• 59.
    Juska, Arunas
    et al.
    Department of Sociology, East Carolina University, Greenville, NC, USA.
    Woolfson, Charles
    Linköping University, Department of Social and Welfare Studies, REMESO - Institute for Research on Migration, Ethnicity and Society. Linköping University, Faculty of Arts and Sciences.
    The moral discourses of ‘post-crisis’ neoliberalism: a case study of Lithuania’s Labour Code reform2016In: Critical Discourse Studies, ISSN 1740-5904, E-ISSN 1740-5912, Vol. 14, no 2, p. 132-149Article in journal (Refereed)
    Abstract [en]

    This article problematizes the neoliberal reconfiguration of labour rights in Lithuania, a newer European Union member state, in which the impacts of the global economic and financial crisis were particularly severe and where radical austerity measures were subsequently imposed. Now, after six years, in an attempt to resolve the exhaustion of previous austerity-based solutions for economic recovery, a new Labour Code is being introduced which will further weaken labour protections and labour rights. This article analyses conflicting positions in current debates over Labour Code reform. It attempts to map the mobilization of strategic discursive resources in an unfolding dialogical ‘moral’ politics of Labour Code reform in the current conjuncture of ‘postcrisis’. Theoretically, this article draws upon the seminal work of the early Soviet Marxist scholar V. N. Voloshinov in proposing a dialogical method which foregrounds the interconnections of language, class and ideology.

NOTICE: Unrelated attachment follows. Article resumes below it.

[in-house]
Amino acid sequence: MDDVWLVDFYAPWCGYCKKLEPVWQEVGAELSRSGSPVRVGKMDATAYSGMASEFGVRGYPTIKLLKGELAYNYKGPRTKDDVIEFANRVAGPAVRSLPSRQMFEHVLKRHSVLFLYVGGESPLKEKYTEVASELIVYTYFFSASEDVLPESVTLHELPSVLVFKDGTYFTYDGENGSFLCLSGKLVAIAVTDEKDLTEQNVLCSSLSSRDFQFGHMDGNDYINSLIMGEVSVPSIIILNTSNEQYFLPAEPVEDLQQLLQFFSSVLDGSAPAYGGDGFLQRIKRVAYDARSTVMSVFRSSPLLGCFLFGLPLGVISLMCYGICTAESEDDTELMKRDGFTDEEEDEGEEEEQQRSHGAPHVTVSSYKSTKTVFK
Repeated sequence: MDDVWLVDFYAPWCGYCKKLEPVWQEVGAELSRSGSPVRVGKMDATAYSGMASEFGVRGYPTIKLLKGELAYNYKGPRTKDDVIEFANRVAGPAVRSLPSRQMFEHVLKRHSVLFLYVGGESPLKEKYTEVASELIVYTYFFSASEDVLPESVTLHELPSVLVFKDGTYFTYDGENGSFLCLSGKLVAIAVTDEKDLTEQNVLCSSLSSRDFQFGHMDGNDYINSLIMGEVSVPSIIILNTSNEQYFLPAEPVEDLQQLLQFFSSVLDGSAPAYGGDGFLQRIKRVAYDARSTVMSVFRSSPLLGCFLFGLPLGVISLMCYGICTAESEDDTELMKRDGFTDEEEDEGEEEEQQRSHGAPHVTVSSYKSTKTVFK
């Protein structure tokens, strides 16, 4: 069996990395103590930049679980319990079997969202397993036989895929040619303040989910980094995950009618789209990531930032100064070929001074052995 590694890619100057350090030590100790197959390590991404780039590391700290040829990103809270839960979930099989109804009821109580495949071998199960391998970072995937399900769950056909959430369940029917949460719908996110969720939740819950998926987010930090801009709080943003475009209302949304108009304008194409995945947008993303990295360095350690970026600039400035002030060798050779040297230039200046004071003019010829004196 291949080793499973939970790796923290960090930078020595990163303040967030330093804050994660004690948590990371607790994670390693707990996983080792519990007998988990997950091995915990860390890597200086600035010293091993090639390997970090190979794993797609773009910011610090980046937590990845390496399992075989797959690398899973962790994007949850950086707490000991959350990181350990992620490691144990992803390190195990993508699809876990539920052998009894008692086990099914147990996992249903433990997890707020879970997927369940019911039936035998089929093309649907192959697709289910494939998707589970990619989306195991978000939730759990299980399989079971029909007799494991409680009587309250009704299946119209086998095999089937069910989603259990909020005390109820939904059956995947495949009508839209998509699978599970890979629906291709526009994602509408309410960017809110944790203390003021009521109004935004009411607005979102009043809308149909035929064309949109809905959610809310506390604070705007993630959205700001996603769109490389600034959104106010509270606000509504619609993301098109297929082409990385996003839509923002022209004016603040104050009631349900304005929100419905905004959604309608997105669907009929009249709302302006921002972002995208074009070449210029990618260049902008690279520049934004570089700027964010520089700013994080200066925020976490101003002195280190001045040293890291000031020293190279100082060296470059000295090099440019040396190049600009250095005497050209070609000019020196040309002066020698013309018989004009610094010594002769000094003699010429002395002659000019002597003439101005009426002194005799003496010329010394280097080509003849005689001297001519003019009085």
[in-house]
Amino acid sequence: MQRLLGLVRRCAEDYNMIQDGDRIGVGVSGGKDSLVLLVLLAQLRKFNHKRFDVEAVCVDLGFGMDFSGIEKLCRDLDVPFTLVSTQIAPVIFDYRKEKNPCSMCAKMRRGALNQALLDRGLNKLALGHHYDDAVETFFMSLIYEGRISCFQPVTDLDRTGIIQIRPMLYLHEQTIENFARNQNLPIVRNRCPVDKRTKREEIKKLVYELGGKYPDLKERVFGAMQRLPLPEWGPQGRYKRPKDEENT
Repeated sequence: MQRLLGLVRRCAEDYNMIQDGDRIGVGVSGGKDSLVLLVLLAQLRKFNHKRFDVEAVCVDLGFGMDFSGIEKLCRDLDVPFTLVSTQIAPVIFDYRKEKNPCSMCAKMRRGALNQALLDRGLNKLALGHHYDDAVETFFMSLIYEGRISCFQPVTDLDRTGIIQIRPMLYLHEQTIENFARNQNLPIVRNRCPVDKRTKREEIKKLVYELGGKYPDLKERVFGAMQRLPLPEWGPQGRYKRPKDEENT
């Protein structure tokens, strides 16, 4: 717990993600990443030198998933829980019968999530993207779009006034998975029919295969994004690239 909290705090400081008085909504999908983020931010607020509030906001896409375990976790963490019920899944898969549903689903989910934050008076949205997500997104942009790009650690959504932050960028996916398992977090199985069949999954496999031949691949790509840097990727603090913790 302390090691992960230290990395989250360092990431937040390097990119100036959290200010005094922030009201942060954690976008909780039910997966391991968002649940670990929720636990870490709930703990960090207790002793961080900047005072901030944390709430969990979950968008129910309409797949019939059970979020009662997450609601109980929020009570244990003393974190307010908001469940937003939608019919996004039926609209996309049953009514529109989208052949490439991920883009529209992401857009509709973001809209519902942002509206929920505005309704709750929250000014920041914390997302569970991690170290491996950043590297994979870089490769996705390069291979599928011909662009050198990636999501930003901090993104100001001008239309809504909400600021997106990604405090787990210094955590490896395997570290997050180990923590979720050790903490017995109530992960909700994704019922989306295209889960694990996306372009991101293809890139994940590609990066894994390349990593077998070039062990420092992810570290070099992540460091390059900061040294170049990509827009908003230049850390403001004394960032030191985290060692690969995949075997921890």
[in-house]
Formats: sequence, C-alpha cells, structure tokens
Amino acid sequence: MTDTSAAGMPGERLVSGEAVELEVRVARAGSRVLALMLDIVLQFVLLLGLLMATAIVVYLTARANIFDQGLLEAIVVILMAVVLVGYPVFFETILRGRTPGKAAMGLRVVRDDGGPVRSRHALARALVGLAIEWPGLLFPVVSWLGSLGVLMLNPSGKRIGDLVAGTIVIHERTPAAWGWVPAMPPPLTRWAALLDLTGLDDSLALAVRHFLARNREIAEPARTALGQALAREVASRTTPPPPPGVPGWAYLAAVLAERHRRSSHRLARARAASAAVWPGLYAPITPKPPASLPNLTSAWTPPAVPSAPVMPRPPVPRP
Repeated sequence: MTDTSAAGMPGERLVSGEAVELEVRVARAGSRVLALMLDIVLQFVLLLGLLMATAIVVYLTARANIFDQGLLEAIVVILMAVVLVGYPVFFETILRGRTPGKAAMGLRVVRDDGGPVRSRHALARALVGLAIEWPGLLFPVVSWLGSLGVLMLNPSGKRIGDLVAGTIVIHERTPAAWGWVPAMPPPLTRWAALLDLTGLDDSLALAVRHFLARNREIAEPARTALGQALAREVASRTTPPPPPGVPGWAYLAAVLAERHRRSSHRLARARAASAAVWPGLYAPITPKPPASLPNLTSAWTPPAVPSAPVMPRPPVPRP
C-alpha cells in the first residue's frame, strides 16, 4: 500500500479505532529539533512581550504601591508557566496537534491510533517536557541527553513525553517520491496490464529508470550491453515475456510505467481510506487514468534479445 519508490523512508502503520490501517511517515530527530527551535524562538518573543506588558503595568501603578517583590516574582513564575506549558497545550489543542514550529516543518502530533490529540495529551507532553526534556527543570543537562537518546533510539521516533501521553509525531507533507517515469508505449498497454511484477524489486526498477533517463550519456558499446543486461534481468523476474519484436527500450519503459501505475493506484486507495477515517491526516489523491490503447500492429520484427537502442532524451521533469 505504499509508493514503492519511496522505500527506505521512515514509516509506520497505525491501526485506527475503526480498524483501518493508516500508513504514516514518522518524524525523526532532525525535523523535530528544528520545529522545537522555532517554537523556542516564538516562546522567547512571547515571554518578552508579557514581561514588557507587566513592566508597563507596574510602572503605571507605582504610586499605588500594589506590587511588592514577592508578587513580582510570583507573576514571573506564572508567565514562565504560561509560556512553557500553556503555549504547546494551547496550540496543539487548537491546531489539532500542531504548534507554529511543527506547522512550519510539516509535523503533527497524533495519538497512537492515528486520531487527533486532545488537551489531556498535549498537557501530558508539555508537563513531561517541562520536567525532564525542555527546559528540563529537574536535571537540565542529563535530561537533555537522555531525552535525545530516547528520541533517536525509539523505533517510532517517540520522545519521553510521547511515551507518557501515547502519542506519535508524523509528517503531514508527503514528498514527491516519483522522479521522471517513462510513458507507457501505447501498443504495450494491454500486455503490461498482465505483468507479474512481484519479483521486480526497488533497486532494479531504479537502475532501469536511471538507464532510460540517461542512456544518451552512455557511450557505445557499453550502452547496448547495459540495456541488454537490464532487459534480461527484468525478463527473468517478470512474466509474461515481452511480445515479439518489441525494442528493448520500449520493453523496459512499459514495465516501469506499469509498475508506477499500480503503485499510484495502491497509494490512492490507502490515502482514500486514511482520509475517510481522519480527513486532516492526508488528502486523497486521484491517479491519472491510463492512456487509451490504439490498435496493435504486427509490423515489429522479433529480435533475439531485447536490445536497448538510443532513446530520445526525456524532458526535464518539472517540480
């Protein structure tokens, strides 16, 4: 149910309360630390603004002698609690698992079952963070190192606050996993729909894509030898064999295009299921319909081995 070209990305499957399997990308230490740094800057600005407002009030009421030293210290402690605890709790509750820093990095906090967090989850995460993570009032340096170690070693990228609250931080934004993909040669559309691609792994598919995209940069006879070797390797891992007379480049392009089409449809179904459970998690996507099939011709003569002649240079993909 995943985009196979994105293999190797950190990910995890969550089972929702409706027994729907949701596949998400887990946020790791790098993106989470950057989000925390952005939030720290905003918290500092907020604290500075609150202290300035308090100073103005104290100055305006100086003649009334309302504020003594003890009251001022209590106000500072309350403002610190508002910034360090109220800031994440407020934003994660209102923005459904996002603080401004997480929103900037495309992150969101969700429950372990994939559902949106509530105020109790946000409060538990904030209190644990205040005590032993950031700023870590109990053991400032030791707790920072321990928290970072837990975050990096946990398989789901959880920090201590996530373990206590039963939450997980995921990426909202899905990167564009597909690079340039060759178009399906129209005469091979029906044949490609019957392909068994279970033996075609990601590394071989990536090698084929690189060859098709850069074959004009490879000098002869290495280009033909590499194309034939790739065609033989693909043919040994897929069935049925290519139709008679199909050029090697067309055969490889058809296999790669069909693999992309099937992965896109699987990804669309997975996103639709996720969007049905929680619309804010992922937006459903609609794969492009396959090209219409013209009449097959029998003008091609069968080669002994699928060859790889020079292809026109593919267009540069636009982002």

• 60.
    Kallaste, Epp
    et al.
    Estonian Center for Applied Research CentAR, Tallinn, Estonia.
    Woolfson, Charles
    Linköping University, Department of Social and Welfare Studies, REMESO - Institute for Research on Migration, Ethnicity and Society. Linköping University, Faculty of Arts and Sciences.
    Negotiated responses to the crisis in the Baltic countries2013In: Transfer - European Review of Labour and Research, ISSN 1024-2589, E-ISSN 1996-7284, Vol. 19, no 2, p. 253-266Article in journal (Refereed)
    Abstract [en]

    This article reviews the negotiated responses to the crisis at different levels of social dialogue in the Baltic countries. The Baltic countries form a relatively coherent group of small open economies that can be classified as belonging to the neoliberal type of central and eastern European capitalism. Their responses to the crisis were consistent with such classification: flexible labour markets absorbed the main impacts of the crisis through rapid increases in unemployment, as well as nominal and real drops in wages. A negotiated response was either not sought at all by governments or was of minor importance at all levels of interaction between the social partners. If anything, national-level social dialogue deteriorated, remaining at a low level even after the crisis had peaked. Based on qualitative examples from Estonia and Lithuania we show that, at company level, responses to the crisis varied.

  • 61.
    Kings, Lisa
    et al.
    Institutionen för samhällsvetenskaper, Södertörn Högskola .